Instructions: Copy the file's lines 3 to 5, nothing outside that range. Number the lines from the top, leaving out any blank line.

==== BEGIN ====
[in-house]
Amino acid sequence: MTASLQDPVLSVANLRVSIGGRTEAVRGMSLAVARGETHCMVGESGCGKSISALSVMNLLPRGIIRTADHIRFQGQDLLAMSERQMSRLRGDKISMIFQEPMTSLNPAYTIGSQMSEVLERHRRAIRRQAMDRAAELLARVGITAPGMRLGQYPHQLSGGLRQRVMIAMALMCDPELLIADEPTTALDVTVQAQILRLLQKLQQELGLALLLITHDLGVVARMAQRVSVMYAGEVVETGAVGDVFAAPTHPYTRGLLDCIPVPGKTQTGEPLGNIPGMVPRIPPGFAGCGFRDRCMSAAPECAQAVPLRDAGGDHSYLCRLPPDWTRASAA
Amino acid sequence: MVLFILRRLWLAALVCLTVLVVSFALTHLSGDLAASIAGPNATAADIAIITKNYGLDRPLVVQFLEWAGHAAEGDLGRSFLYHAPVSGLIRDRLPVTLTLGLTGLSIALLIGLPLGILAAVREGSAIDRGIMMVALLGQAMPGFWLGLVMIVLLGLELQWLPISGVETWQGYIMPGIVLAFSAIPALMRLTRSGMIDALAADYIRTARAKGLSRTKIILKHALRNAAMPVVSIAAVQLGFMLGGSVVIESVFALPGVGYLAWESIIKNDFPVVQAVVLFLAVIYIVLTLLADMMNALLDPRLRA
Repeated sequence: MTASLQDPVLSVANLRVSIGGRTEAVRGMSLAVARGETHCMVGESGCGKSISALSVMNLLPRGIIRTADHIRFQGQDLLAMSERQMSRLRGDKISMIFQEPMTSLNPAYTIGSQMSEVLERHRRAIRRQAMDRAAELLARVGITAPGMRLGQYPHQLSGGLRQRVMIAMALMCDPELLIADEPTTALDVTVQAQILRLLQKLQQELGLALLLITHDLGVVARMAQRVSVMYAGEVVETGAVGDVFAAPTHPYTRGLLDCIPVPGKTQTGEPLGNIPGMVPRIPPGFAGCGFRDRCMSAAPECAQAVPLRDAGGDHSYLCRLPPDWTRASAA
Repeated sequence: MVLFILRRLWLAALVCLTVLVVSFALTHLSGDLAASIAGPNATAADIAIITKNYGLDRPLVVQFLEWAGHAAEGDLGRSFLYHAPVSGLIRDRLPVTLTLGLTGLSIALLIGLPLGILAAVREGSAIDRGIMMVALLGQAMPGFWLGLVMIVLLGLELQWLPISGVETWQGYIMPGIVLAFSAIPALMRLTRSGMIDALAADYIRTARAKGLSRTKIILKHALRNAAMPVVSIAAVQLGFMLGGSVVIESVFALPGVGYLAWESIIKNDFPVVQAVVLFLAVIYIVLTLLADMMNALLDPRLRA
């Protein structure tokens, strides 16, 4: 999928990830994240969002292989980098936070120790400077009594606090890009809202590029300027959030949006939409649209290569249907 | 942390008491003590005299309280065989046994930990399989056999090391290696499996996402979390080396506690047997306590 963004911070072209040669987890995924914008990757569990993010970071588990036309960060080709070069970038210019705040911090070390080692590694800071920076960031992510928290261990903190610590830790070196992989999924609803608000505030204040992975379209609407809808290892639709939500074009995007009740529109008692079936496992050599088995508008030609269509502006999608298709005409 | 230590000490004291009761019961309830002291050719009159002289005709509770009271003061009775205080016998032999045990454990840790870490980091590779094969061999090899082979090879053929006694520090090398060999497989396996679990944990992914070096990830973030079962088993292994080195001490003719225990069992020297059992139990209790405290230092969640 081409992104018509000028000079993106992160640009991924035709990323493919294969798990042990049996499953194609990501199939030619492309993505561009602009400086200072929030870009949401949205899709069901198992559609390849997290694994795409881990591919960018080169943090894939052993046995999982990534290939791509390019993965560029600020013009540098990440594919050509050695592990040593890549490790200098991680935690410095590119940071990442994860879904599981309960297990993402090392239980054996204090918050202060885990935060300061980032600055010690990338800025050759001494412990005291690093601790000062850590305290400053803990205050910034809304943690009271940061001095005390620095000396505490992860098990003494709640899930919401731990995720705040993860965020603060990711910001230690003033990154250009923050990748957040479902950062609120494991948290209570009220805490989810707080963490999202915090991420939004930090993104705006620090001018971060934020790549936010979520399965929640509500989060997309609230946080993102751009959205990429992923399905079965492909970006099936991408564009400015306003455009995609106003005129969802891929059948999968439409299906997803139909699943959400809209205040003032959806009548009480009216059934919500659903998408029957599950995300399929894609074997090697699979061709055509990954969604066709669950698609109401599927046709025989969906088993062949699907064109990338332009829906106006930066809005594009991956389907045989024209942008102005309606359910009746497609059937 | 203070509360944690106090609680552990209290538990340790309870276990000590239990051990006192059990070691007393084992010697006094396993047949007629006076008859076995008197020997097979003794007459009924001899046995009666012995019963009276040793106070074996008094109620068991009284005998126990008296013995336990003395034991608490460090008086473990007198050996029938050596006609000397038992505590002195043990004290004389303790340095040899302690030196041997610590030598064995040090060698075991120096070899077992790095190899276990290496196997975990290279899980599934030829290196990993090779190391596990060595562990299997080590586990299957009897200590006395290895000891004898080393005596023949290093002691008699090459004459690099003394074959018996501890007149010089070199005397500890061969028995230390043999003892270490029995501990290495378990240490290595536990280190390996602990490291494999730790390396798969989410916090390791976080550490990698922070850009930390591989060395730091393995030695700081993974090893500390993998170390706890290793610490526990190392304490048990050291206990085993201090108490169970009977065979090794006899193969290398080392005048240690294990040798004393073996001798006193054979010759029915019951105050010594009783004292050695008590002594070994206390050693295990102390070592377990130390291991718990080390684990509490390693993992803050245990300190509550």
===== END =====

Amino acid sequence: MVLFILRRLWLAALVCLTVLVVSFALTHLSGDLAASIAGPNATAADIAIITKNYGLDRPLVVQFLEWAGHAAEGDLGRSFLYHAPVSGLIRDRLPVTLTLGLTGLSIALLIGLPLGILAAVREGSAIDRGIMMVALLGQAMPGFWLGLVMIVLLGLELQWLPISGVETWQGYIMPGIVLAFSAIPALMRLTRSGMIDALAADYIRTARAKGLSRTKIILKHALRNAAMPVVSIAAVQLGFMLGGSVVIESVFALPGVGYLAWESIIKNDFPVVQAVVLFLAVIYIVLTLLADMMNALLDPRLRA
Repeated sequence: MTASLQDPVLSVANLRVSIGGRTEAVRGMSLAVARGETHCMVGESGCGKSISALSVMNLLPRGIIRTADHIRFQGQDLLAMSERQMSRLRGDKISMIFQEPMTSLNPAYTIGSQMSEVLERHRRAIRRQAMDRAAELLARVGITAPGMRLGQYPHQLSGGLRQRVMIAMALMCDPELLIADEPTTALDVTVQAQILRLLQKLQQELGLALLLITHDLGVVARMAQRVSVMYAGEVVETGAVGDVFAAPTHPYTRGLLDCIPVPGKTQTGEPLGNIPGMVPRIPPGFAGCGFRDRCMSAAPECAQAVPLRDAGGDHSYLCRLPPDWTRASAA
Repeated sequence: MVLFILRRLWLAALVCLTVLVVSFALTHLSGDLAASIAGPNATAADIAIITKNYGLDRPLVVQFLEWAGHAAEGDLGRSFLYHAPVSGLIRDRLPVTLTLGLTGLSIALLIGLPLGILAAVREGSAIDRGIMMVALLGQAMPGFWLGLVMIVLLGLELQWLPISGVETWQGYIMPGIVLAFSAIPALMRLTRSGMIDALAADYIRTARAKGLSRTKIILKHALRNAAMPVVSIAAVQLGFMLGGSVVIESVFALPGVGYLAWESIIKNDFPVVQAVVLFLAVIYIVLTLLADMMNALLDPRLRA